On December 12, 2018, in the case of Furry v. East Bay Publishing, LLC, the court ruled that the employee’s “imprecise evidence,” for their hours worked was adequate to “shift the onus to the employer to either provide a specific detail on the amount of overtime or to disprove by evidence what was not correct with the employee’s figures.”
Despite an early decision by a trial court in favor of the employer, the Court of Appeal ruled that the employer could not disprove the employee’s recollection of their hours worked could entitle them to unpaid overtime wages.
The initial trial court decision had four primary components:
- The misclassification of the employee’s “marketing director,” position as a salaried exempt position;
- Paying penalties for meal periods that the employee claims they worked,
- Incomplete and inaccurate paystubs; and
- Paying the employee overtime wages for additional hours they claimed they worked.
The good news for employers is that both courts ruled in favor of East Bay Publishing regarding the meal periods because Furry could not prove that the employer “knew or reasonably should have known,” that he was routinely working through his meal periods.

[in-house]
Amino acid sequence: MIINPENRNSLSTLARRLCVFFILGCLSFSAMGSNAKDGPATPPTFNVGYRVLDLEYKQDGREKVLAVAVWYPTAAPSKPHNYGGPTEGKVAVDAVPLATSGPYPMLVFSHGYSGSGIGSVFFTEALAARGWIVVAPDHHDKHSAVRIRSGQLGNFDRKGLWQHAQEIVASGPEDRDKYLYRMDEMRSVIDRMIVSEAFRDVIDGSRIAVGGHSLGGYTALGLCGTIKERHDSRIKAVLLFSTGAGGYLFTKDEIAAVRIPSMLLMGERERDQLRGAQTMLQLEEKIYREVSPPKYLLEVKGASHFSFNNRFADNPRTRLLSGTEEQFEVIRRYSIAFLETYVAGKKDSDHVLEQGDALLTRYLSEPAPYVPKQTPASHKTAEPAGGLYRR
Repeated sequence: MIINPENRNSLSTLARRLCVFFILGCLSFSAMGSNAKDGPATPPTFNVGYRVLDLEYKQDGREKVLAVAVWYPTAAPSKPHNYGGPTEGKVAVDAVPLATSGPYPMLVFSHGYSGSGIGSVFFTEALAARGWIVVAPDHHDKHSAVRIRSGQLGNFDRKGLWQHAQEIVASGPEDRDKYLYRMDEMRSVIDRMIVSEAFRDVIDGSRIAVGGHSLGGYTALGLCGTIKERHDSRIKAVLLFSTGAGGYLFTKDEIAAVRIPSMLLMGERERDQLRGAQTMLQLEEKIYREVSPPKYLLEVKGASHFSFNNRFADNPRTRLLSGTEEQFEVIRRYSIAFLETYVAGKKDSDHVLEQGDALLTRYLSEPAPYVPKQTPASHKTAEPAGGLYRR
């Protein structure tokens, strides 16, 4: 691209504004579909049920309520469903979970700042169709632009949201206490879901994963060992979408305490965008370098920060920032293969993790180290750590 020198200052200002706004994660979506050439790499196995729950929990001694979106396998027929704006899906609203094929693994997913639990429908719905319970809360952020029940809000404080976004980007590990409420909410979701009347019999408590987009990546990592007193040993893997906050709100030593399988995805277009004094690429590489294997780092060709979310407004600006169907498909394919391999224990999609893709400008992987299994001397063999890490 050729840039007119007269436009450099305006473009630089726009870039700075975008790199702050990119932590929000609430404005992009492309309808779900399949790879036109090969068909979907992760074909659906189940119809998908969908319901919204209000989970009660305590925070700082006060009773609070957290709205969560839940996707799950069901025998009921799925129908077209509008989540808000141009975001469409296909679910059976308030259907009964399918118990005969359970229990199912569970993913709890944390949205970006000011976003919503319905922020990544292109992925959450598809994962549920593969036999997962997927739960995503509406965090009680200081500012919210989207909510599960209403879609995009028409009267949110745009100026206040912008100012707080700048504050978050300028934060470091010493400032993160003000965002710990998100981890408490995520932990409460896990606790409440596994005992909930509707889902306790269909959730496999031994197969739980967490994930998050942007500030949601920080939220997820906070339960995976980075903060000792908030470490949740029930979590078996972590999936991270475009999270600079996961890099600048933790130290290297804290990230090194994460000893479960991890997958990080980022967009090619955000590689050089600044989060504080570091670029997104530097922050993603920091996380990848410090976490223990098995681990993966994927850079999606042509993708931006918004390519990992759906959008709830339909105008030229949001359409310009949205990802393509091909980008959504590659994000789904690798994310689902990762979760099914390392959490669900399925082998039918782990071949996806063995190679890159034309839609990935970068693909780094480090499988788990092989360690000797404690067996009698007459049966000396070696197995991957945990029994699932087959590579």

The main area where the courts diverged was regarding the issue of whether the employer owed the misclassified employee overtime. The Court of Appeal stated that the trial court was incorrect in their decision to reject Furry’s overtime claim because his ‘imprecise evidence’ was still substantial enough to award him for damages since his employer failed to track reliable time records and did not supply accurate wage statements.
While the Court of Appeal’s decision on this case isn’t definitive for all cases like this one, it does point toward a trend of courts leaning in favor of the employee when they use a general recollection of their hours worked against an employer’s complete lack of records. This decision is a good reminder to employers that accurate record keeping, and proper exemption status classifications are now more critical than ever.